Rhiannon, Learning for Life student
Disadvantaged young Australians start school behind.
Australian children from low socioeconomic backgrounds are at risk of poor educational outcomes from their first year of school. This risk increases as they move through school, with lower proportions of them completing Year 12 compared to their more advantaged peers.
These poor educational outcomes affect young people’s post-school opportunities and life outcomes, including their employment prospects, health, social connectedness and reliance on welfare support. This results in significant costs to the young people themselves and to the wider Australian community.
How can we prevent poor post-school engagement through early intervention?
Although gaps in educational outcomes are evident early in a child’s life, research shows young people who start school behind can subsequently meet key educational outcomes. Students who start school developmentally on track can also fall behind over time.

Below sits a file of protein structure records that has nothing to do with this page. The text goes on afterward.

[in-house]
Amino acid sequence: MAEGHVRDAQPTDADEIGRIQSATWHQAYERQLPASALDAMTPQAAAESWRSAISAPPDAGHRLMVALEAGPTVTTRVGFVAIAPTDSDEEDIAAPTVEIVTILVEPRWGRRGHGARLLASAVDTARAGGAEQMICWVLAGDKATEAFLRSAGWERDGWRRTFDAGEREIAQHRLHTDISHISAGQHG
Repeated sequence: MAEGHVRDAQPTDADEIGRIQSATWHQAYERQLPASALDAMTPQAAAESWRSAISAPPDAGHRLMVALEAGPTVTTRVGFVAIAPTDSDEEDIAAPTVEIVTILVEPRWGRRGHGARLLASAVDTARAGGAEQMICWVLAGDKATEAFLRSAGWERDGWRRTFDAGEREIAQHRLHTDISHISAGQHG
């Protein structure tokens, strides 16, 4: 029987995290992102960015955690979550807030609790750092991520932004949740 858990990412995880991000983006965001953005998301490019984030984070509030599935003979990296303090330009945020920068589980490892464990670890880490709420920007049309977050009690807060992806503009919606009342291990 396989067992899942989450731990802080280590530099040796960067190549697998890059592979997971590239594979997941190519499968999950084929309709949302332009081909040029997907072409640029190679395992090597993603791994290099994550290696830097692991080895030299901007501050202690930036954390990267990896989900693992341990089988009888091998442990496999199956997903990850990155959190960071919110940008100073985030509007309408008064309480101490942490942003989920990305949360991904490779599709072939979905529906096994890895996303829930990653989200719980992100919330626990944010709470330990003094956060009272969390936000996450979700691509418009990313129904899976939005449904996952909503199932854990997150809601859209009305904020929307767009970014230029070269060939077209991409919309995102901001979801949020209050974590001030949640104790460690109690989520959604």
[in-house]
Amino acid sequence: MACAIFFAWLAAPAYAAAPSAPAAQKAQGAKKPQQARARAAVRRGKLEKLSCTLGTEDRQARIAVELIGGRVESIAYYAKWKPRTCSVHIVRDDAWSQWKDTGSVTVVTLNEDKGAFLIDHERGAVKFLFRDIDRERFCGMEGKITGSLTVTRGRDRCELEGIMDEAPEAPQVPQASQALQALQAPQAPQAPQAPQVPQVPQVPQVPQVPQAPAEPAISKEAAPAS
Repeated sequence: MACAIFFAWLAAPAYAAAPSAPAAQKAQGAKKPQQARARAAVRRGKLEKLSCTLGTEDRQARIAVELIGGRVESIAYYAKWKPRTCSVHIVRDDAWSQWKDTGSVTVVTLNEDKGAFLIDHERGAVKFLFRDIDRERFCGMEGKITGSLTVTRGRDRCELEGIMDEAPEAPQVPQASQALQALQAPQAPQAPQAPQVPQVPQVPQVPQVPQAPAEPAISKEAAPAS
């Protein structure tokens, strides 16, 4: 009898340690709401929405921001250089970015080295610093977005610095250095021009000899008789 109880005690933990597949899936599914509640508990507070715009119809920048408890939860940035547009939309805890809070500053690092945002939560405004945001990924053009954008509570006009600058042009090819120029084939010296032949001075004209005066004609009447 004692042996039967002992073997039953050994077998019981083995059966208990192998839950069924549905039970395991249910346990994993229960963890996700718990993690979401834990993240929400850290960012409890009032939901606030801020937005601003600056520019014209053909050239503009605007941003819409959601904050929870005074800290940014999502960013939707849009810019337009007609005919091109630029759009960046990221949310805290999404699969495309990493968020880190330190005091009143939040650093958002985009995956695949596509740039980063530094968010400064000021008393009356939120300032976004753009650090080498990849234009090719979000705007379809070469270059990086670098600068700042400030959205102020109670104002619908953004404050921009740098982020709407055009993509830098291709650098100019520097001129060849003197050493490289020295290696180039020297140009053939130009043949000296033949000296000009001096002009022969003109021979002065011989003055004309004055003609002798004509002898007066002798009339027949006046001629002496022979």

Improving the educational outcomes of young Australians relies on providing targeted and timely support to those at risk of not achieving key milestones. But what are the early flags or indicators that identify students at educational risk who would benefit from additional support? Do these indicators vary over time as students move through school? The answers to these questions can both help to improve individual student outcomes and inform the more efficient allocation of educational resources, by directing support to students who need it.
This research presents detailed analyses of data collected over a seven year period from more than 30,000 disadvantaged students participating in The Smith Family’s Learning for Life program. This longitudinal data included demographics, administrative outcomes, program participation and educational outcomes over a seven year period using a Unique Student Identifier (USI).